Replication is the scientific gold standard that enables the confirmation of research findings. Concerns related to publication bias, flexibility in data analysis, and high-profile cases of academic misconduct have led to recent calls for more replication and systematic accumulation of scientific knowledge in psychological science. This renewed emphasis on replication may pose specific challenges to cross-cultural research due to inherent practical difficulties in emulating an original study in other cultural groups. The purpose of the present article is to discuss how the core concepts of this replication debate apply to cross-cultural psychology. Distinct to replications in cross-cultural research are examinations of bias and equivalence in manipulations and procedures, and that targeted research populations may differ in meaningful ways. We identify issues in current psychological research (analytic flexibility, low power) and possible solutions (preregistration, power analysis), and discuss ways to implement best practices in cross-cultural replication attempts.
Scientific instruments are at the heart of the scientific process, from 17th‐century telescopes and microscopes, to modern particle colliders and DNA sequencing machines. Nowadays, most scientific instruments in biomedical research come from commercial suppliers , , and yet, compared to the biopharmaceutical and medical devices industries, little is known about the interactions between scientific instrument makers and academic researchers. Our research suggests that this knowledge gap is a cause for concern.
We propose an approach for improved reproducibility that includes capturing and relating provenance characteristics and performance metrics, in a hybrid queriable system, the ProvEn server. The system capabilities are illustrated on two use cases: scientific reproducibility of results in the ACME climate simulations and performance reproducibility in molecular dynamics workflows on HPC computing platforms.
For scientific theories grounded in empirical data, replicability is a core principle, for at least two reasons. First, unless we accept to have scientific theories rest on the authority of a small number of researchers, empirical studies should be replicable, in the sense that its methods and procedure should be detailed enough for someone else to conduct the same study. Second, for empirical results to provide a solid foundation for scientific theorizing, they should also be replicable, in the sense that most attempts at replicating the original study that produced them would yield similar results. The XPhi Replicability Project is primarily concerned with replicability in the second sense, that is: the replicability of results. In the past year, several projects have shed doubt on the replicability of key findings in psychology, and most notably social psychology. Because the methods of experimental philosophy have often been close to the ones used in social psychology, it is only natural to wonder to which extent the results experimental philosophers ground their theory are replicable. The aim of the XPhi Replicability Project is precisely to reach a reliable estimate of the replicability of empirical results in experimental philosophy. To this end, several research teams across the world will replicate around 40 studies in experimental philosophy, some among the most cited, others drawn at random. The results of the project will be published in a special issue of the Review of Philosophy and Psychology dedicated to the topic of replicability in cognitive science.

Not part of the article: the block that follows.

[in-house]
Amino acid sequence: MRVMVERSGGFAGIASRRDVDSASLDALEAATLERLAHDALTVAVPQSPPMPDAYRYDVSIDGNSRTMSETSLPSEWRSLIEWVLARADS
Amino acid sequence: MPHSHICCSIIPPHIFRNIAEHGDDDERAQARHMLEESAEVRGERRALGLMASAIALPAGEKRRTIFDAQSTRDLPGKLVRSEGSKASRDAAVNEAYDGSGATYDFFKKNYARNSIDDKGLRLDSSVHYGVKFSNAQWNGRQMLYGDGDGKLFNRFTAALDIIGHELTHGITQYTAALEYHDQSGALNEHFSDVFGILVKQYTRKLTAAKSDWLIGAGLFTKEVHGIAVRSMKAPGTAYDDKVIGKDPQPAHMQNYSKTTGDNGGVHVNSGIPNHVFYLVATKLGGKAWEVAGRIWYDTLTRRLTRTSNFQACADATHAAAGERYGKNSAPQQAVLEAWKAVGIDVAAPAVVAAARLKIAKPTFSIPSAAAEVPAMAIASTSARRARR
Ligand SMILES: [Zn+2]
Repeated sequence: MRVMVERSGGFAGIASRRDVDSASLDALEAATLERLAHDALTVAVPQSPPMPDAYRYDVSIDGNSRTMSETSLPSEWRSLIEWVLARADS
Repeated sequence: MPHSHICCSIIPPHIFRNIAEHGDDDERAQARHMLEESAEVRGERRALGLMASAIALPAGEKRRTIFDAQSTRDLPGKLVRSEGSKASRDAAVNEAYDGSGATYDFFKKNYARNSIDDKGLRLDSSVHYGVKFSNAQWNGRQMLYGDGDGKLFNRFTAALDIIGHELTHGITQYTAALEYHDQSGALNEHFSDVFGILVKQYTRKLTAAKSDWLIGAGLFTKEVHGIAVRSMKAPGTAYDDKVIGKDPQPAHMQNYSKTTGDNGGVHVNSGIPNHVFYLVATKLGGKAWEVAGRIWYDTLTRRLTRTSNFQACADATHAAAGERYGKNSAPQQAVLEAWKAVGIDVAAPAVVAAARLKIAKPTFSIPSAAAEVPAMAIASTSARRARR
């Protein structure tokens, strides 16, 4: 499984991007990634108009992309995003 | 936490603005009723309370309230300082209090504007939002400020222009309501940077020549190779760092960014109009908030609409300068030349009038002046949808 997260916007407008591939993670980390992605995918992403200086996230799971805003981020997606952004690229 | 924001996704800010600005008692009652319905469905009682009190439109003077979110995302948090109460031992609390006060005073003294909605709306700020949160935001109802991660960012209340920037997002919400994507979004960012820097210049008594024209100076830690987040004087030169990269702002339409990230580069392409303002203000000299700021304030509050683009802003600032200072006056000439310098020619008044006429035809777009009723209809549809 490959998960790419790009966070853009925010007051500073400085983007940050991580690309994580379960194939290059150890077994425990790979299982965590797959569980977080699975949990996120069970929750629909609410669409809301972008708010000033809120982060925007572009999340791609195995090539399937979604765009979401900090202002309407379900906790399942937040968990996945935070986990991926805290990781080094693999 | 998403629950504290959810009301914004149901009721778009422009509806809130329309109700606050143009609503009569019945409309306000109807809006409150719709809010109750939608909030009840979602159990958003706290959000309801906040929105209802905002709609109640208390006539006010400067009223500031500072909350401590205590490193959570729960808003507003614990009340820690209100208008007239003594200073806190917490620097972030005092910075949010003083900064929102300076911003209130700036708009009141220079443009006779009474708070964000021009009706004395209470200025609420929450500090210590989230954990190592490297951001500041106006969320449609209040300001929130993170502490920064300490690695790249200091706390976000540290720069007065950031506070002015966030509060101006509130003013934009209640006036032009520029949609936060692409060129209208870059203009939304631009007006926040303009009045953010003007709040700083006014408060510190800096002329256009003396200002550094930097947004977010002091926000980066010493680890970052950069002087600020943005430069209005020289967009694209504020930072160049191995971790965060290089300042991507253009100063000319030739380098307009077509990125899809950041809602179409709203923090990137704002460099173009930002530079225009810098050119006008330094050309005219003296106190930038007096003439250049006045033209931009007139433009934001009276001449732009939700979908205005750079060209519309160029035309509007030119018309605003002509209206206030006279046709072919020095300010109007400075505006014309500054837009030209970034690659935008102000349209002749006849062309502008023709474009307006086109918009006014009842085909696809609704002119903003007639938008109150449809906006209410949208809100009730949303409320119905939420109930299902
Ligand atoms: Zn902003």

Figures are essential outputs of computational geoscientific research, e.g. maps and time series showing the results of spatiotemporal analyses. They also play a key role in open reproducible research, where public access is provided to paper, data, and source code to enable reproduction of the reported results. This scientific ideal is rarely practiced as studies, e.g. in biology have shown. In this article, we report on a series of studies to evaluate open reproducible research in the geosciences from the perspectives of authors and readers. First, we asked geoscientists what they understand by open reproducible research and what hinders its realisation. We found there is disagreement amongst authors, and a lack of openness impedes the adoption by authors and readers alike. However, reproducible research also includes the ability to achieve the same results requiring not only accessible but executable source code. Hence, to further examine the reader’s perspective, we searched for open access papers from the geosciences that have code/data attached (in R) and executed the analysis. We encountered several technical issues while executing the code and found differences between the original and reproduced figures. Based on these findings, we propose guidelines for authors to address these.
There are two well-known difficulties to test and interpret methodologies for mining developer interaction traces: first, the lack of enough large datasets needed by mining or machine learning approaches to provide reliable results; and second, the lack of "ground truth" or empirical evidence that can be used to triangulate the results, or to verify their accuracy and correctness. Moreover, relying solely on interaction traces limits our ability to take into account contextual factors that can affect the applicability of mining techniques in other contexts, as well hinders our ability to fully understand the mechanics behind observed phenomena. The data presented in this paper attempts to alleviate these challenges by providing 600+ hours of developer interaction traces, from which 26+ hours are backed with video recordings of the IDE screen and developer’s comments. This data set is relevant to researchers interested in investigating program comprehension, and those who are developing techniques for interaction traces analysis and mining.